In 2015, during his campaign for Louisiana Attorney General, former Congressman Jeff Landry lambasted his opponent, the incumbent Buddy Caldwell, for running the Department of Justice like his own private fiefdom. Landry called it “the Buddy system,” and he vowed that, once elected, he would demand complete transparency.

“A.G. candidate Landry pledges transparency,” blared a headline on the website The Louisiana Record, a publication owned by the U.S. Chamber for Legal Reform. The U.S. Chamber for Legal Reform is an affiliate of the U.S. Chamber of Commerce and is known to rely on “substantively inaccurate and methodologically flawed” surveys in order to justify and promote legislation designed to limit a citizen’s access to the judicial system while shielding corporations from liability.

Despite its official-sounding name, The Louisiana Record is not a Louisiana publication, and the “journalist” who wrote the glowing story about then-candidate Landry’s pledge of transparency, Hanna Nakano, is a Washington D.C.-based freelance writer who also contributes to The Florida RecordThe Northern California RecordThe Cook County Record, and The Southeast Texas Record, among others.

So, chances are that Ms. Nakano was not actually in the room when Jeff Landry allegedly “told the American Tort Reform Association he will uphold transparency in private attorney contracts if elected.” But it sure sounds like something that candidate Landry would have said, even if it was reported on a “fake news” site.

As we learned yesterday in The Advocate, Landry never intended on following through with that promise. He’s currently being sued for violating state public record law after failing to provide documentation about his communications with oil and gas lobbyists, his travel expenses, his schedule, and- most notably- “all contracts awarded to attorneys and/or law firms … to represent the state and any state entities in litigation,” the very thing that he vowed to do when he was a candidate.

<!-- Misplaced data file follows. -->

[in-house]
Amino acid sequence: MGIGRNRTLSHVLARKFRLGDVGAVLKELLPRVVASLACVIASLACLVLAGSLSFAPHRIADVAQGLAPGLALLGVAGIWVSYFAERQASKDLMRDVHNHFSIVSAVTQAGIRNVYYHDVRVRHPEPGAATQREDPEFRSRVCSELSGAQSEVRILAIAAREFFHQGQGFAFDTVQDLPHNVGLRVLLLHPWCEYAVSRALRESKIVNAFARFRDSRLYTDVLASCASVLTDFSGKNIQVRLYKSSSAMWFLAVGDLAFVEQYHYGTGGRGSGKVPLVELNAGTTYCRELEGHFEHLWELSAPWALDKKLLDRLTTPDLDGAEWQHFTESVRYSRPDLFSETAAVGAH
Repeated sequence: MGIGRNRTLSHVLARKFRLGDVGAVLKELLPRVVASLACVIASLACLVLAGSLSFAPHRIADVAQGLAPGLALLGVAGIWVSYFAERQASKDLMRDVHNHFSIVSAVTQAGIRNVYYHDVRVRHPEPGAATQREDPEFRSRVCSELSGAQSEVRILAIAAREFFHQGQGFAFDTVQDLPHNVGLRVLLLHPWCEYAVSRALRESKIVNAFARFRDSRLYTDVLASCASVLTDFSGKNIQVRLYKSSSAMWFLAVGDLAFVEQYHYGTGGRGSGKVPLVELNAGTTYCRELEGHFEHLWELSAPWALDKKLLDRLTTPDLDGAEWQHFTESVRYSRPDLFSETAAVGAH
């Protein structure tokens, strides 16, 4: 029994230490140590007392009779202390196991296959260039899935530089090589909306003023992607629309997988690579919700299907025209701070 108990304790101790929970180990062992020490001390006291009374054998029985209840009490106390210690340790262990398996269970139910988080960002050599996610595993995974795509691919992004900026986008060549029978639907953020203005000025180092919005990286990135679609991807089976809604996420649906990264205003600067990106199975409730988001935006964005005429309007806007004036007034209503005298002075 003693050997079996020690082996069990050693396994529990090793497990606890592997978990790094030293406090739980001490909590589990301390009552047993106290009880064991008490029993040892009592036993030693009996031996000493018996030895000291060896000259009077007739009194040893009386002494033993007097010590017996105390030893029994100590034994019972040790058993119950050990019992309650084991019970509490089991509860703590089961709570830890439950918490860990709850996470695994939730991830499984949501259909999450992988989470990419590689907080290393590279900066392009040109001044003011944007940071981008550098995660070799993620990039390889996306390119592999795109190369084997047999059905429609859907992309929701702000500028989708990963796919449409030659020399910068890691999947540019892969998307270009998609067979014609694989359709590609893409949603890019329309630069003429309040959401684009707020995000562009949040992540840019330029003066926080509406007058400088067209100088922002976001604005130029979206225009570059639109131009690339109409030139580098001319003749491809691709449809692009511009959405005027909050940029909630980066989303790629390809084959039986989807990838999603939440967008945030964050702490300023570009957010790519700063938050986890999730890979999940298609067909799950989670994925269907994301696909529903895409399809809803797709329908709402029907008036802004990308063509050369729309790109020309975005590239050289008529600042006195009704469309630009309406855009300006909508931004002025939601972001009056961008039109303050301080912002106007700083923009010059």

Unfortunately, The Advocate did not upload a copy of the lawsuit, which makes it abundantly clear that Landry and his staff obfuscated and delayed for months.

So, I personally obtained a copy of the lawsuit, because I think it’s important that the people of Louisiana know exactly what their Attorney General is being accused of doing (or not doing). Read it here.

Landry (who now calls himself General Landry in official correspondence) has a novel and ridiculous defense for his failure to comply with the law. His press secretary, Ruth Wisher, told The Advocate, “We can only hope it is not a political witch hunt distracting from the important work of our office.” Ms. Wisher also claims that Landry’s office has been inundated with public records requests, which she immediately debunks by disclosing that they’ve only received 200 such requests in 15 months, a pittance for a state agency as sprawling as the Louisiana Department of Justice.

But perhaps more importantly, the attempt to frame these sensible public records requests as a “political witch hunt” reveals a fundamental misunderstanding of the law and, potentially, an admission of guilt. In Louisiana, the custodians of public records are prohibited from asking a requestor about the intention of their requests. In other words, even if someone is, indeed, on a “political witch hunt,” you are still obligated to comply with the request. That’s the law, and it’s ironic a man in charge of the Louisiana Department of Justice cannot seem to understand that.